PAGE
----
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Death @ the Drive-In

Amityville II: The Possession

Amityville II: The Possession

A priest faced with a teenager who’s possessed by an evil spirit has only two options at his disposal.  He can either a) walk away and let the kid die, or b) take the unclean spirit into his body, thus saving the life of the host and achieving martyrdom in the process.  I have to say, quite ho... Read On

Humongous

Humongous

Paul Lynch’s gloriously awful Humongous (1982) satiates my lifelong appetite for overgrown mongoloids that do great bodily harm.  The list includes a long and veritable who’s-who of the slasher canon, from Jason Voorhees, Madman Marz, and Cropsy the deep-fried caretaker, to the cute and ... Read On

Looker

Looker

A late-night cable staple of my 80’s childhood, Looker claims to be about…well, I don’t really know what it’s about. What I do know is, Albert Finney plays an L.A. plastic surgeon whose patients begin to die off with startling frequency. His investigation leads him to a shady... Read On

Altered States

Let’s be real, here: Ken Russell isn’t exactly known for being comprehensible. Take a look at Lair of the White Worm or Gothic, and tell me you don’t agree. He works in the bizarre, the fantastic; the outré, if you will. His films deal in symbolism and religious allegory and sexual... Read On

Salon Kitty

Since I have a perfectly reasonable predilection for 1970’s exploitation, I sometimes find myself in a WTF moment after watching a film. Ilsa, She-Wolf of the SS had that effect on me (and again, after I got the box-set as a birthday present), as did The Night Porter. Call it a job hazard. I&#... Read On

Hell Night

Somewhere between Born Innocent and the regrettable Savage Streets (“Too bad you’re not double-jointed; you’d be able to bend over and kiss your ass goodbye!”), Linda Blair slipped in this little genre gem about a group of Greek pledges terrorized by a crazed mongoloid. The h... Read On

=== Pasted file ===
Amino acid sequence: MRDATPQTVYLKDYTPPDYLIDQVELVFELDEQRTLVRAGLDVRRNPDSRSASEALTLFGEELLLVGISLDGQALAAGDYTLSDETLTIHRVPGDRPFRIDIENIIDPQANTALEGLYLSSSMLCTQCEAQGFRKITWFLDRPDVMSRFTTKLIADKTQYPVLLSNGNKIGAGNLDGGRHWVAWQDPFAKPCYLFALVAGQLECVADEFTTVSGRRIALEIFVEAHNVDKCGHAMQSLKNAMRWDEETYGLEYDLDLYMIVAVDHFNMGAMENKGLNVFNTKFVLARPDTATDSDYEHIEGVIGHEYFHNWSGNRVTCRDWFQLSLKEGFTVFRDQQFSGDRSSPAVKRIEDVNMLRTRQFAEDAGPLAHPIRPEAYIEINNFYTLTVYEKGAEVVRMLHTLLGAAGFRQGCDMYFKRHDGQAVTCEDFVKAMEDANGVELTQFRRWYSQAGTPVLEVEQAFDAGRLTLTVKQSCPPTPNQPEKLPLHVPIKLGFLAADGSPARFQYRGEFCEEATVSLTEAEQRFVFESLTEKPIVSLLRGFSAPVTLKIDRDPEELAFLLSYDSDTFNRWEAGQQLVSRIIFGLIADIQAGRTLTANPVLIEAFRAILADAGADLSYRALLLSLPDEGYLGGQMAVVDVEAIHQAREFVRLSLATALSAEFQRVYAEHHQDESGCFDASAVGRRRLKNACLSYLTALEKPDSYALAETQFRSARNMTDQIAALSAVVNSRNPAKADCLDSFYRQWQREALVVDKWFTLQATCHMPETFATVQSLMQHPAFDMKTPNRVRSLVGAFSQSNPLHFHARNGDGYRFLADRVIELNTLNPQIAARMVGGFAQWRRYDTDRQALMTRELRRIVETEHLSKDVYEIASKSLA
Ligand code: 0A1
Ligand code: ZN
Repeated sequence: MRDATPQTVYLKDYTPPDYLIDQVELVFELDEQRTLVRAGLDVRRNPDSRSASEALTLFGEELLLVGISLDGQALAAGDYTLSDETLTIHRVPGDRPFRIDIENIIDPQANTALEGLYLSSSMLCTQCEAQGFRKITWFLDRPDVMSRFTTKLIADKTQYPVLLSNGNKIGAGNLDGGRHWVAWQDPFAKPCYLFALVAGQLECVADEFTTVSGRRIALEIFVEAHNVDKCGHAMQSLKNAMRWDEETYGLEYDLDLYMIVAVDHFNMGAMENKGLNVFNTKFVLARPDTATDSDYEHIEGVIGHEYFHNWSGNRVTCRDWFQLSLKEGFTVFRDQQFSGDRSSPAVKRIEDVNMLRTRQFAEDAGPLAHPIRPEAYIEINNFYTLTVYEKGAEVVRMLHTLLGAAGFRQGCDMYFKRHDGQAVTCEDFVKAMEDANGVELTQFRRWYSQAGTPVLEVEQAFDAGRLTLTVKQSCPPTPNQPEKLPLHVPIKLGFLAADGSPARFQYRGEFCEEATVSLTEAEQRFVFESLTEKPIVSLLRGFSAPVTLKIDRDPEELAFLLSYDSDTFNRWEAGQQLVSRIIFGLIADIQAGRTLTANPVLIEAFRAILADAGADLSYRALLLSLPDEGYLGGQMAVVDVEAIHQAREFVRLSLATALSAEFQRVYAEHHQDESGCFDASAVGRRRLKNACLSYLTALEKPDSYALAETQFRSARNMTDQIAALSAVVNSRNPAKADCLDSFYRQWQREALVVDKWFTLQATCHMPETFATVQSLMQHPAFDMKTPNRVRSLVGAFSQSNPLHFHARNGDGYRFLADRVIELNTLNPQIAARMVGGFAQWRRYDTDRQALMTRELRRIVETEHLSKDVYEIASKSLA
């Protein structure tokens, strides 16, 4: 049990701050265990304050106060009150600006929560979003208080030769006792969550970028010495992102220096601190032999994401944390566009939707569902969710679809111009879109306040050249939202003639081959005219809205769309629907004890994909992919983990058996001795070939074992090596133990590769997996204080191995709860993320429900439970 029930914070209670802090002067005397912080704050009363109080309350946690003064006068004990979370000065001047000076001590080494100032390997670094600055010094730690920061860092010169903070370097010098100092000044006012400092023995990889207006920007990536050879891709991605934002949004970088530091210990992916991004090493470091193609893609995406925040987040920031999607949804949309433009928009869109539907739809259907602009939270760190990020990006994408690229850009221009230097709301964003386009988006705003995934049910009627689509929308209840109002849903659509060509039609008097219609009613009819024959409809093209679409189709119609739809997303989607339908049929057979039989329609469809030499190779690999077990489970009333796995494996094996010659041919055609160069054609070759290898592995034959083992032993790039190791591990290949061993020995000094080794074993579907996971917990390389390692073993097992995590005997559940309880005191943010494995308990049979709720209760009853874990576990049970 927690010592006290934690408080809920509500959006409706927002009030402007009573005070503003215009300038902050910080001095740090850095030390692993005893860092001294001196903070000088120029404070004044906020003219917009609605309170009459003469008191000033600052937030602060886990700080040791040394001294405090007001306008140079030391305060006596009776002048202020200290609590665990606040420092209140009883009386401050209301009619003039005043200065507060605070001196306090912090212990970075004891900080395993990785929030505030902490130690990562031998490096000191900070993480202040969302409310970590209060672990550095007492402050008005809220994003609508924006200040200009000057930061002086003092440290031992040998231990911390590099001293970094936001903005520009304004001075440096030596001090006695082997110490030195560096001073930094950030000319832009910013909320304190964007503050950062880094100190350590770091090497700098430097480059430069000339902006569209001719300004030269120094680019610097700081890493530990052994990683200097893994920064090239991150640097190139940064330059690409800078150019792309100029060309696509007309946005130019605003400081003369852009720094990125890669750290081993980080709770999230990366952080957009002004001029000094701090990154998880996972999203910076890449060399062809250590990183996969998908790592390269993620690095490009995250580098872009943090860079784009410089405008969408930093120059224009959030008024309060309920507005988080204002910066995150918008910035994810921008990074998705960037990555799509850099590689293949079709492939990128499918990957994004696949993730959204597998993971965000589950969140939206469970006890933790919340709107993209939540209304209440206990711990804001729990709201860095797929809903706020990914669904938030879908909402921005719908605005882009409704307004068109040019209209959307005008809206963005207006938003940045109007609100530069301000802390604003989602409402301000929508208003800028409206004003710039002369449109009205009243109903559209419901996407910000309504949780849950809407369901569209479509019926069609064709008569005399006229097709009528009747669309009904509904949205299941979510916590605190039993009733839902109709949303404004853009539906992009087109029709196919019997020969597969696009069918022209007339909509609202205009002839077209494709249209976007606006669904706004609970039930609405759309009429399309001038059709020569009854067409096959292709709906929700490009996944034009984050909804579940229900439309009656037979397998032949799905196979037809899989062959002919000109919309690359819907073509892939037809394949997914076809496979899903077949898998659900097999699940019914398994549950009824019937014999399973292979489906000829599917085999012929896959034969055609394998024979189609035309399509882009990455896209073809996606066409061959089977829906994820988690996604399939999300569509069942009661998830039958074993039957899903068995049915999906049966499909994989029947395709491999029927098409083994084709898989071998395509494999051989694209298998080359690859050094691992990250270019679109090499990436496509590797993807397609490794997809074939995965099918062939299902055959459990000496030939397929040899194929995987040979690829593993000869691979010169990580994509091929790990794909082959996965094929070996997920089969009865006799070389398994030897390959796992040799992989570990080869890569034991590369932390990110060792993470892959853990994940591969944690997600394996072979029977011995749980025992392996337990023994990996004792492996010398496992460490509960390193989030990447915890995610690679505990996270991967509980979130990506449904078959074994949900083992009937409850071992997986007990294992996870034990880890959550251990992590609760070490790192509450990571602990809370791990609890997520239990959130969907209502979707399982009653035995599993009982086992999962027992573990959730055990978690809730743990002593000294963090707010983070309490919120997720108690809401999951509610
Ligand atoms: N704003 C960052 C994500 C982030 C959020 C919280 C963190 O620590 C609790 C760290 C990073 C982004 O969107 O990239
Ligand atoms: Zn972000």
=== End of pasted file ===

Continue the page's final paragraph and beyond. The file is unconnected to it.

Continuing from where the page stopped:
A Nightmare on Elm Street

Back in 1984, when it was still acceptable to present an original horror idea, Wes Craven unleashed what is arguably his most famous film. And with that, he brought about a new genre icon, Freddy Kreuger, who would forever be copied, parodied, satirized and exploited in a series of increasingly poor... Read On

Graduation Day

On the eighth day, God said, “Let there be early-80’s exploitation and slasher.” And so it was, and it was good. And then He commanded the good folks at Troma to take a holiday (or any other special occasion) that hadn’t already been pilfered for profits (Friday the 13th, Hal... Read On

The Beast From 20,000 Fathoms

Startlingly low-budget post-war monster flick famous for its Ray Harryhausen creature effects.  Military atomic testing in the Arctic unleashes an ancient dinosaur from hibernation. A physicist (Paul Hubschmid), the only witness to the monster, can’t get anyone to believe him that it exists. S... Read On

Dead Snow

“Of course she hung up on you! You sounded as though you’ve been smoking your underpants!” That line comes late in Tommy Wirkola’s schizoid splatter opus, Dead Snow, after a character tries to tell a 911 operator that he and his friends are under siege by a legion of SS walki... Read On

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